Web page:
Joyeux Winesday!

Happy Winesday in French! It’s always good to broaden your horizons and learn a new language though I don’t think they’ve figured out how to translate “Winesday” in French yet…but it can’t be that far off.

For the most recent celebrated Winesday, my book club had a meeting after reading The Paris Wife by Paula McLain (fabulous, but heartbreaking, book by the way), and we collectively decided to dedicate the meeting to a French culinary theme. This included French wines (of course), a brie pastry, French onion soup (not really French, but still delicious), and macaroons and pots de creme. I loved everything about this evening-the company, the discussion, the wine, and the amazing food. Mix those things together and voila! Joyeux Winesday!

The Wine

  • 2011 Beaujolais Nouveau. A deliciously tart chilled red wine from Beaujolais, France. The initial taste is much drier than the fruity finish, which has notes of red currant, blackberries, and strawberries. There is a bit of acidity in it but nothing that shocks your palette, and it’s much lighter in tannins than the average red wine. A new label for the bottle is added each year, and the wine is only available during the holidays.

The Appetizer

  • A brie pastry assembled and baked by Emily. To make the pastry, get a brie round and cut it in half horizontally. Place a large dollop of jelly in the middle (strawberry or raspberry work best), and then place the other half on top. Divide a can of Pillsbury puff pastry into large square sections. Roll it out and press the seams together. Put one section on the bottom of the brie and wrap the corners around the top (you may need to rip the corners off depending on how big the brie round is). You can also use cookie cutters to create shapes out of the remaining pieces the way Emily did with the hearts (for the love theme in The Paris Wife). Next, take the other half of puff pastry and place it on the top of the round while wrapping the corners around the bottom. Melt a little butter and brush it on the top as well. The crust will brown nicely, and you can stick cutout shapes on there more easily. Bake at 350 degrees for 15-20 minutes, until golden brown on top. Let it cool slightly before serving with crackers or by itself. It’s very, VERY hard to stay away from.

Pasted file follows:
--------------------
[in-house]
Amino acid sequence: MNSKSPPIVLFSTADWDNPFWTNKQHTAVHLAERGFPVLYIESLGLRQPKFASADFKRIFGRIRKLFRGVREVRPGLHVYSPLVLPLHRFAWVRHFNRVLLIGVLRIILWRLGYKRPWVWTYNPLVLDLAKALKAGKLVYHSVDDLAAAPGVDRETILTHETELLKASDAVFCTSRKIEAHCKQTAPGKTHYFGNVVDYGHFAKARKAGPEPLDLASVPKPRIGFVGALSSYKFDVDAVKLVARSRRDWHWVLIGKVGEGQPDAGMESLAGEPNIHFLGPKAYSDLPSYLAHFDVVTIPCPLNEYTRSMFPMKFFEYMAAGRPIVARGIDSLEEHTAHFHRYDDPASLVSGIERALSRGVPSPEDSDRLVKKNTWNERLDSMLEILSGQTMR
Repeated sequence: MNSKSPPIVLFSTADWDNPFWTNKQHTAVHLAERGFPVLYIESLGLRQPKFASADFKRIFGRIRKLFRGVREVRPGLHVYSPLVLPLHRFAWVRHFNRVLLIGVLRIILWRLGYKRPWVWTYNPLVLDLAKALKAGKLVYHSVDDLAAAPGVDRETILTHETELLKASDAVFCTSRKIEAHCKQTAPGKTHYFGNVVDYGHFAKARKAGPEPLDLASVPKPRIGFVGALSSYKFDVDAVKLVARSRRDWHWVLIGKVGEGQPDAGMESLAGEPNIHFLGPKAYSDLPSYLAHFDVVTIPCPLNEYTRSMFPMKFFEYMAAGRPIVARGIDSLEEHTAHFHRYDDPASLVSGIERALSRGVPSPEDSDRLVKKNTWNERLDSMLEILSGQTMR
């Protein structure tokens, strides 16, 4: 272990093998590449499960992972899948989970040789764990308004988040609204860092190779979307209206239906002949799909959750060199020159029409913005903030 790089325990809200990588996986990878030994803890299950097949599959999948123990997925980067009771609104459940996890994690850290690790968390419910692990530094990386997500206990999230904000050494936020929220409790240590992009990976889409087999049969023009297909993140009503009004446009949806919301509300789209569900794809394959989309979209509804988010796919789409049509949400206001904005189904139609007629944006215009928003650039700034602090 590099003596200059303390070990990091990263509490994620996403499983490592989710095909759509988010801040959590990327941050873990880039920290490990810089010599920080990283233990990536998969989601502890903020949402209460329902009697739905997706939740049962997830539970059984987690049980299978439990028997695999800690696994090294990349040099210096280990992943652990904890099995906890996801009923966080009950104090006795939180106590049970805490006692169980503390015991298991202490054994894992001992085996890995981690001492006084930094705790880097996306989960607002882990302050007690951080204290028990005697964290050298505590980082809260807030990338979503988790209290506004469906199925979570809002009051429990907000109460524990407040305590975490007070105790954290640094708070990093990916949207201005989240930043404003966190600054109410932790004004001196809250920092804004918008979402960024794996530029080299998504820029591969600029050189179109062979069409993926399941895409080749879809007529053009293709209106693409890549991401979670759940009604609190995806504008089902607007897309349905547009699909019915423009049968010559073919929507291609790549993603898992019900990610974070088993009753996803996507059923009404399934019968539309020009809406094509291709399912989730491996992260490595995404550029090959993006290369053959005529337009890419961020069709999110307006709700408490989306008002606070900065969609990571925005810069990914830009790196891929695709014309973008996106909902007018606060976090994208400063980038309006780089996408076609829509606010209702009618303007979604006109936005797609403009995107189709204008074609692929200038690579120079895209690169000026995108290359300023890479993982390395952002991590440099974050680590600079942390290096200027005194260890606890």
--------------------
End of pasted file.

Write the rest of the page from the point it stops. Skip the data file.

The Entree

  • French onion soup complete with delicious bread and melted cheese. Amber used a mix of recipe ideas, a friend’s advice, and her own culinary skills, but I’ve added a similar recipe below. She used vegetable broth to be kind to us vegetarians, but French onion soup is traditionally made with beef broth. If you want to be healthier (and kinder), use the veggie broth!

Stuff You’ll Need

Makes 8 servings

  • 3 large onions, sliced
  • 3 Tbsp butter, melted
  • 3 Tbsp all-purpose flour
  • 1 Tbsp Worcestershire sauce
  • 1 tsp granulated sugar
  • 1/4 tsp black pepper
  • 7 cups vegetable broth
  • 1-2 loaves of a somewhat-stale French or Italian bread
  • Any combination of cheddar, Swiss, or Parmesan shredded cheeses
  • A slowcooker or large pot
  • Ramekins or small oven-safe bowls

How to Do It

  1. Mix sliced onions and butter in a 3 1/2-6 quart slow cooker or large pot
  2. Cover and cook on a high heat setting for 30 to 35 minutes or until the onions slightly brown around the edges.
  3. Mix flour, Worcestershire sauce, sugar, and pepper. Stir mixture and the vegetable broth in with the onions. Cover and cook on a low heat setting for 7 to 9 hours. You can shorten the time to 3-4 hours by cooking on a higher setting, but be sure that the onions are very tender before removing it from the heat.
  4. Preheat the broiler. Pour the soup into individual ramekins or oven-safe bowls on a cookie sheet or flat pan, and top each portion with a thick slice of bread. Cover with a combination of shredded cheeses, and broil until the cheese has melted and browned.

The Dessert

Trackbacks

  1. […] Onion Soup. This has been part of my Winesday posts before , but I didn’t give many details other than the recipe. Below is a different recipe with a […]

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